Conservation of the building began with the repair of the roof, which entailed the partial replacement of the character-defining “Calicut” tiles on the roof. These are terracotta tiles in semi-circular form, noted for their colour retention. Workers attempted to match replacement pieces as closely as possible to the originals. Roof timbers were also repaired and, in some instances, replaced. As with the tiles, the timber replacements closely matched the originals, using a type of wood with a similar texture and character. Workers also repaired and painted the ceiling in its original blue colour.

The floor had originally been paved with hexagonal terracotta tiles, but during later interventions these were replaced with imitative cement tiles. To restore the original appearance, workers removed the cement flooring, replacing it with new terracotta tiles made to match the original design. Repairs to the walls required removing flaking paint and plaster and recoating with compatible lime plaster. Areas in which decorative or moulded plaster was cracked or damaged were consolidated with injections of hydraulic mortar.

The conservation of the stained glass windows posed a major challenge. This was a new aspect of conservation in Sri Lanka and there were no knowledgeable artisans available to carry out the work. Experts from the Netherlands therefore provided the required expertise. Working directly on site, stained-glass technicians provided the necessary experience and oversight, while also training local staff members in glass conservation. The project team found that the original doors and windows were still viable. The sashes of some windows had been damaged, however, and many of the decorative carvings were missing. To restore the function of the windows, workers replaced unstable timber frames and sashes, employing the same variety of wood as the original. They also repaired and replaced wood mouldings and other decorative features to match the existing ones.

A major part of the conservation effort focused on the furniture and decorative woodwork within the church. Workers restored wall hangings and interior furniture, returning missing elements to their original positions and refinishing surfaces to reinstate something of the original character of the pieces. Floorboards of the organ loft were replaced with new planks of a width and thickness similar to the original.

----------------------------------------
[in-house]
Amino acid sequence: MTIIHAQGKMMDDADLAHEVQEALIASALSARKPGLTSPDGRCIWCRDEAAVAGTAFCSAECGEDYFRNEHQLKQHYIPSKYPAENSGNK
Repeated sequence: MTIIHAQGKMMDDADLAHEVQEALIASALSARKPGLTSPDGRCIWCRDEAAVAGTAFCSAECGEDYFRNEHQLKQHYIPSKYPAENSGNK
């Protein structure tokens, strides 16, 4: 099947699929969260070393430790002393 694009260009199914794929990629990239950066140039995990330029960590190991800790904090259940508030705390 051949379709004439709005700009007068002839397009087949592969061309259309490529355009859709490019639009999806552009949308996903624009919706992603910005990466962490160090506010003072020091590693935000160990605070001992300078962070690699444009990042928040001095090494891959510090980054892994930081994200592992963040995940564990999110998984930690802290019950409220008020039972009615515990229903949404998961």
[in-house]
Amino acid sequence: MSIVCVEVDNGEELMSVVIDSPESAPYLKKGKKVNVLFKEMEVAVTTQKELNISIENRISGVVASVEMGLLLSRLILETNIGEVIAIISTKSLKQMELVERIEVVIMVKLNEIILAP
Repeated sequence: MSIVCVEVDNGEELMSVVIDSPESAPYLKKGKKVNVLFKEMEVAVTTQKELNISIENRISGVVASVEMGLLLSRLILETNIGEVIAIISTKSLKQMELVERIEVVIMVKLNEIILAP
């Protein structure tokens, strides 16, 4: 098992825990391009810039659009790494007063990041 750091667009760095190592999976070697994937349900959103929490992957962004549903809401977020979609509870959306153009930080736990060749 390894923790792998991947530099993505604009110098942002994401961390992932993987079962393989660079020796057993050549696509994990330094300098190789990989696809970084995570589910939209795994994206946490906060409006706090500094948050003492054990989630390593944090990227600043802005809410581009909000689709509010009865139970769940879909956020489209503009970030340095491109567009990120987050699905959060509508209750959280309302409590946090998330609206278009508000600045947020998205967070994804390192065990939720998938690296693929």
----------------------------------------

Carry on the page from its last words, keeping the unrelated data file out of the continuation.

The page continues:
As part of the restoration of the property, all vegetation incompatible with the visual character of the church was removed. A new turf lawn was installed, as well as new gravel pathways. The boundary walls were repaired, with workers being careful to replicate both the materials and moulding profiles of the original walls. In cases where sections of the walls had failed, masons rebuilt them, again matching the originals.

The tombstones on the floor and the plaques fixed to the walls were restored along with the church’s decorative stonework. The highly decorative upper surfaces of the stonework had been worn due to abrasion and plant growth and invasive salts — a prolonged process that had resulted in the discolouration of the stone. All decorative stonework was cleaned using mechanical techniques and chemicals to remove dust, mould, flora, acids and insoluble salts. Where necessary, technicians inserted stainless steel rods as reinforcement to fix the crumbling stone. Mortar with crushed granite aggregate to match the stone was used to fill the gaps. The tombstones outside that had been piled up were arranged against the walls for better long-term protection.

Conservation and the Community

Prior to the restoration of the Dutch Reformed Church, the weekly service at the Church only had about eight worshippers. Following the restoration, attendance increased to about 50 congregants each week. Tourist numbers also increased. Tourists no longer come only to see the dilapidated tombstones, but now examine the rest of the church and its grounds. Following the December 2004 tsunami, the church played a significant role in assisting the community through its difficulties, its congregation providing emergency and secondary relief to those in need.

Quote from the Project Team

“Conservation of the Dutch Reformed Church was a unique pilot project to convey to the public how valuable these buildings can be, as they represent our history. It is hoped that the public will grasp the essence of this message and new trend of conservation will be set.”